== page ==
Last May, researchers from Vanderbilt-Ingram Cancer Center in Nashville found e-cig smoke to increase one’s risk of bladder cancer.

In 2015, the University of Minnesota identified chemicals commonly found in e-cig vapor to include:

  • Formaldehyde (human carcinogen)
  • Acetaldehyde (carcinogen related to alcohol drinking)
  • Acrolein (highly irritating and toxic)
  • Toluene (toxic) NNN, NNK (tobacco carcinogens related to nicotine)
  • Metals (possible carcinogens and toxins)

Although electronic cigarette “juice” may appear safe, it could produce harmful chemicals once heated to become a vapor.

A lethal dose of nicotine for an adult ranges from 30-60 mg and varied for children (0.5-1.0 mg/kg can be a lethal dosage for adults, and 0.1 mg/kg for children).  E-cigs, depending on their strengths (0 – 5.4%) could contain up to 54 mg of nicotine per cartridge (a 1.8% e -cig would contain 18mg/ml).

The topic of nicotine increasing one’s vulnerability to cancer is nothing new as decades ago researchers found nicotine to affect the cilia (brush border) along the respiratory tree, preventing mucous production and a sweeping out of carcinogens trying to make their way down to the lungs.

More research needs to be performed but this recent report reminds us that exposing our delicate lung tissue and immune system to vaping chemicals may not be as safe as we think.

For more on the study read here.

Toxic metals found in vaping liquid

Last week, experts warned that many chemicals in vaping liquid may change to toxic substances (once heated) that can irritate the lungs.

Last year one study reported that toxic levels of lead and other metals may leak from the heating coil element into the vapor inhaled during e-cig use.

Researchers at Johns Hopkins Bloomberg School of Public Health found these metals to include:

  • lead
  • nickel
  • manganese
  • chromium
  • arsenic

We’ve known for some time that vaping fluid could contain chemicals that turn toxic once heated, but this study shed light on e-cig metal components causing metal leakage to the vapor making contact with delicate respiratory epithelium (lining).

Reported by Forbes, Rich Able, a medical device marketing consultant, stated the following, “the FDA does not currently test any of the most popular vaping and e-cigarette instruments being manufactured at unregulated factories in Asia that source  low-grade parts, batteries, and materials for the production of these devices,” suggesting that “the metal and parts composition of these devices must be stringently tested for toxic analytes and corrosive compounds.”

These chemicals may act as neurotoxins, affecting our nervous system, cause tissue necrosis (cell death) and even multi-organ failure.  Moreover they can affect how our immune system reacts to other chemicals as well as foreign pathogens, affecting our ability to fight other diseases.

Although studies have suggested e-cig vapor to be safer than tobacco smoke, not enough research has been done, in the relatively few years vaping has been around, looking at how heat-transformed chemicals and leaked metals affect our breathing, lungs and other organs once absorbed into the body.

 

ultimate book cover final

Great Gift!!!

The Ultimate Medical Student HandBook

 

Daliah Wachs, MD, FAAFP is a nationally syndicated radio personality on GCN Network, KDWN, and iHeart Radio.

Posted in Health, news, vaping

More Reports of Vaping Linked to Seizures in Teens

The FDA is investigating 127 reports of seizures in e-cigarette users (up from 35 this Spring).

Many were teenagers and young adults.

Since 2010 the agency has received multiple reports but is unclear if e-cigarettes actually caused the seizures or if there were underlying medical conditions predisposing the neurological disorder.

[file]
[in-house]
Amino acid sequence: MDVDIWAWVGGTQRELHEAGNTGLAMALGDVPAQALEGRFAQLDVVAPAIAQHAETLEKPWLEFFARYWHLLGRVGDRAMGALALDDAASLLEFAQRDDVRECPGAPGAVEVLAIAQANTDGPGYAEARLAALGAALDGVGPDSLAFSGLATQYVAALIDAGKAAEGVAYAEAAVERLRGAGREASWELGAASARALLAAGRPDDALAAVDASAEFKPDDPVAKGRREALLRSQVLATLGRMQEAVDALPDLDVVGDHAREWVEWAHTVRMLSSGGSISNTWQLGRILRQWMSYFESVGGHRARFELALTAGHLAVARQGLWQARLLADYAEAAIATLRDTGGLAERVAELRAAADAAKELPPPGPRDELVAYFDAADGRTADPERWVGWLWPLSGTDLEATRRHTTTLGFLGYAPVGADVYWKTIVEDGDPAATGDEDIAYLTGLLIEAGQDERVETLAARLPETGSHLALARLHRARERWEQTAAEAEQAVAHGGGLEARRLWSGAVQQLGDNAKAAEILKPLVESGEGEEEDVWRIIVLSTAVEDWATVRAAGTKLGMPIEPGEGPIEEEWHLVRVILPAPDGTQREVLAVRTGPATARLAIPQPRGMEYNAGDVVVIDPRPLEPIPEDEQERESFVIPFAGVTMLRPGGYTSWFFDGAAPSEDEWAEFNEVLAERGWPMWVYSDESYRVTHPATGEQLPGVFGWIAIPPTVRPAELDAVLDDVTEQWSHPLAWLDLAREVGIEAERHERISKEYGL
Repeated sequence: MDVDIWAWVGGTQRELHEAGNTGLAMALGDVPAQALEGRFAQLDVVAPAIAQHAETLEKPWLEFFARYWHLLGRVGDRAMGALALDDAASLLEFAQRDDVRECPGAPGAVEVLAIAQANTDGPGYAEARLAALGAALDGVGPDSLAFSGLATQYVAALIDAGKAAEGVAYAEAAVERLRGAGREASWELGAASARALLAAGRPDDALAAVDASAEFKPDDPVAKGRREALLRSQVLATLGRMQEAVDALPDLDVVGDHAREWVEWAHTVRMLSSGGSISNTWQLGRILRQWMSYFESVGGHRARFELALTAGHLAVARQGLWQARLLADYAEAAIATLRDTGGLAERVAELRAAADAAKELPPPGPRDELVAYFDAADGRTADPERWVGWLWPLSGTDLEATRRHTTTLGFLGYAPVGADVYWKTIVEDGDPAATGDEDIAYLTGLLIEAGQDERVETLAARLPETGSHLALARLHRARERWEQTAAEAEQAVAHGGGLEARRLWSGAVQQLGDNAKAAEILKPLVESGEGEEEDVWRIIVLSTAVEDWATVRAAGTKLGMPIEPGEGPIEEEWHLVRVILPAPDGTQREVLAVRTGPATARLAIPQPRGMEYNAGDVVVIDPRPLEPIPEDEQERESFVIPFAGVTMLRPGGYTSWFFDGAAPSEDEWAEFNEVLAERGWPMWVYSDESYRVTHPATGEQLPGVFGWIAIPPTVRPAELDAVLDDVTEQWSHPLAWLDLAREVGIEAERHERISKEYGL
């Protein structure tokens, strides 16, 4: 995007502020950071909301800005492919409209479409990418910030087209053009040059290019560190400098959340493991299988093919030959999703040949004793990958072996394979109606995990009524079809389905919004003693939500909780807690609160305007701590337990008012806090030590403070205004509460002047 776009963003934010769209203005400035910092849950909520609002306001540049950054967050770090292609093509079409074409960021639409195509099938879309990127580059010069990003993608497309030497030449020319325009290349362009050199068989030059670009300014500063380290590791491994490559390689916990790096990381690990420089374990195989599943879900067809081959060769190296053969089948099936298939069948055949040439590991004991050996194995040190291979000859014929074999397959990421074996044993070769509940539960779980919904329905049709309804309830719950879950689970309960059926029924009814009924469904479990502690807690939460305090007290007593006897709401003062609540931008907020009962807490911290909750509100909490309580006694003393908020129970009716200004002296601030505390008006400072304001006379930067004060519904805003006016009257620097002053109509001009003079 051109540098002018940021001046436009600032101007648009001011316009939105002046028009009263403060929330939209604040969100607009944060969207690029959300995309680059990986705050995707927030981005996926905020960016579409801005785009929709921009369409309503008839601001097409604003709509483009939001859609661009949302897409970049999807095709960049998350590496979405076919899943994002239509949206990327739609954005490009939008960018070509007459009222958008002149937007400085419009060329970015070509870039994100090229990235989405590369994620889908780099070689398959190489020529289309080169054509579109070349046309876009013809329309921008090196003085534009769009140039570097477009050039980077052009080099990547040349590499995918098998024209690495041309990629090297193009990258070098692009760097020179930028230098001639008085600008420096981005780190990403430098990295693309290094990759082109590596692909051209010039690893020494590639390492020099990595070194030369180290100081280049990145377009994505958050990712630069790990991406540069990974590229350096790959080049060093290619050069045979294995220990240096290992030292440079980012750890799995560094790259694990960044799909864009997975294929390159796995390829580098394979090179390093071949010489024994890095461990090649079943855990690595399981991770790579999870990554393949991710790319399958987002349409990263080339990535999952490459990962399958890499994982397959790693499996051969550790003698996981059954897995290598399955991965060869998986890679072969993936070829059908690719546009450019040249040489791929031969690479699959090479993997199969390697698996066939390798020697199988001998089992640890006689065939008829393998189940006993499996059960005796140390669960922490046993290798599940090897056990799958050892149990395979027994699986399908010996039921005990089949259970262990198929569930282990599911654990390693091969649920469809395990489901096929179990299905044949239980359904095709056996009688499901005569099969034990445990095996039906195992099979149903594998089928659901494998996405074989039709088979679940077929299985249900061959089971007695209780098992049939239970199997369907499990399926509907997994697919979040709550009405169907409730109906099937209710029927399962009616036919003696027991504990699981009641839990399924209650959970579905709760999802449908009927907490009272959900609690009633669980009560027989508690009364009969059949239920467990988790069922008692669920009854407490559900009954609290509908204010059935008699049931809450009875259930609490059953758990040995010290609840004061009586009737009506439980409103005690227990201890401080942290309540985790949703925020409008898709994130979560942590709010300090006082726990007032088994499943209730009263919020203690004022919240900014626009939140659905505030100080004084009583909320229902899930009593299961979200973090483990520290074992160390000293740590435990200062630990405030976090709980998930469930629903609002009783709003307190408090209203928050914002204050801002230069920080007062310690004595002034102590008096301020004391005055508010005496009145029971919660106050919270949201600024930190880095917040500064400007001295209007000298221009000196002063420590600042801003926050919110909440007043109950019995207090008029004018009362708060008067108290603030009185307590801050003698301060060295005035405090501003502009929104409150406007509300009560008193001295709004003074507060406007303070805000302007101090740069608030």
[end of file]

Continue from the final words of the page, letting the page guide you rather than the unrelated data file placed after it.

The 92 additional cases since this April is concerning and the FDA is working to determine if vaping contributes contributes directly to serious neurological conditions.

In April FDA Commissioner Dr. Scott Gottlieb tweeted:

While we’re still learning about the long-term potential benefits and health risks of e-cigs, existing scientific research offers some clear evidence that several of the dangerous chemicals in tobacco smoke are also present in the aerosol of some e-cig products.

Dr. Ned Sharpless, current acting FDA Commissioner, is encouraging people to report adverse events as, “Additional reports or more detailed information about these incidents are vital to help inform our analysis and may help us identify common risk factors and determine whether any specific e-cigarette product attributes, such as nicotine content or formulation, may be more likely to contribute to seizures,” (Reported by CNBC).

What is a seizure?

A seizure occurs when there is abnormal electrical activity in the brain.  If the electricity doesn’t conduct properly, brain function gets disrupted. This could lead to convulsions  (involuntary jerking movements), loss of muscle tone, changes in senses such as vision, hearing and smell, loss of bladder control, loss of consciousness and sometimes stroke, brain damage and death.

HGT0066_neurons-seizure-brain_FS.jpg

 

Nicotine toxicity has been linked to seizures.  E-cigs sometimes contain more nicotine than cigarettes alone.

 

_________________________________________________________________________________________

A study published by the American Heart Association found nine different E-cig flavors  to impair blood vessel function, which can impair heart health.

Endothelial cells, which delicately line blood and lymph vessels, were found to become inflamed at low concentrations of some vapor flavors.  And at high concentrations of others, exibited cell death.  Nitric oxide production, necessary for vessel dilation to improve blood flow, was impaired as well. These are often the same changes seen in early heart disease.

sample_01001118_110141.jpg

The 9 flavors (and the chemicals within) cited in the report to cause the endothelial inflammation and/or damage were:

  • Mint (menthol)
  • Vanilla (vanillin)
  • Clove (eugenol)
  • Cinnamon (cinnamaldehyde)
  • Strawberry (dimethylpyrazine)
  • Banana (isoamyl acetate)
  • Butter (diacetyl)
  • Eucalyptus/spicy cooling (eucalyptol)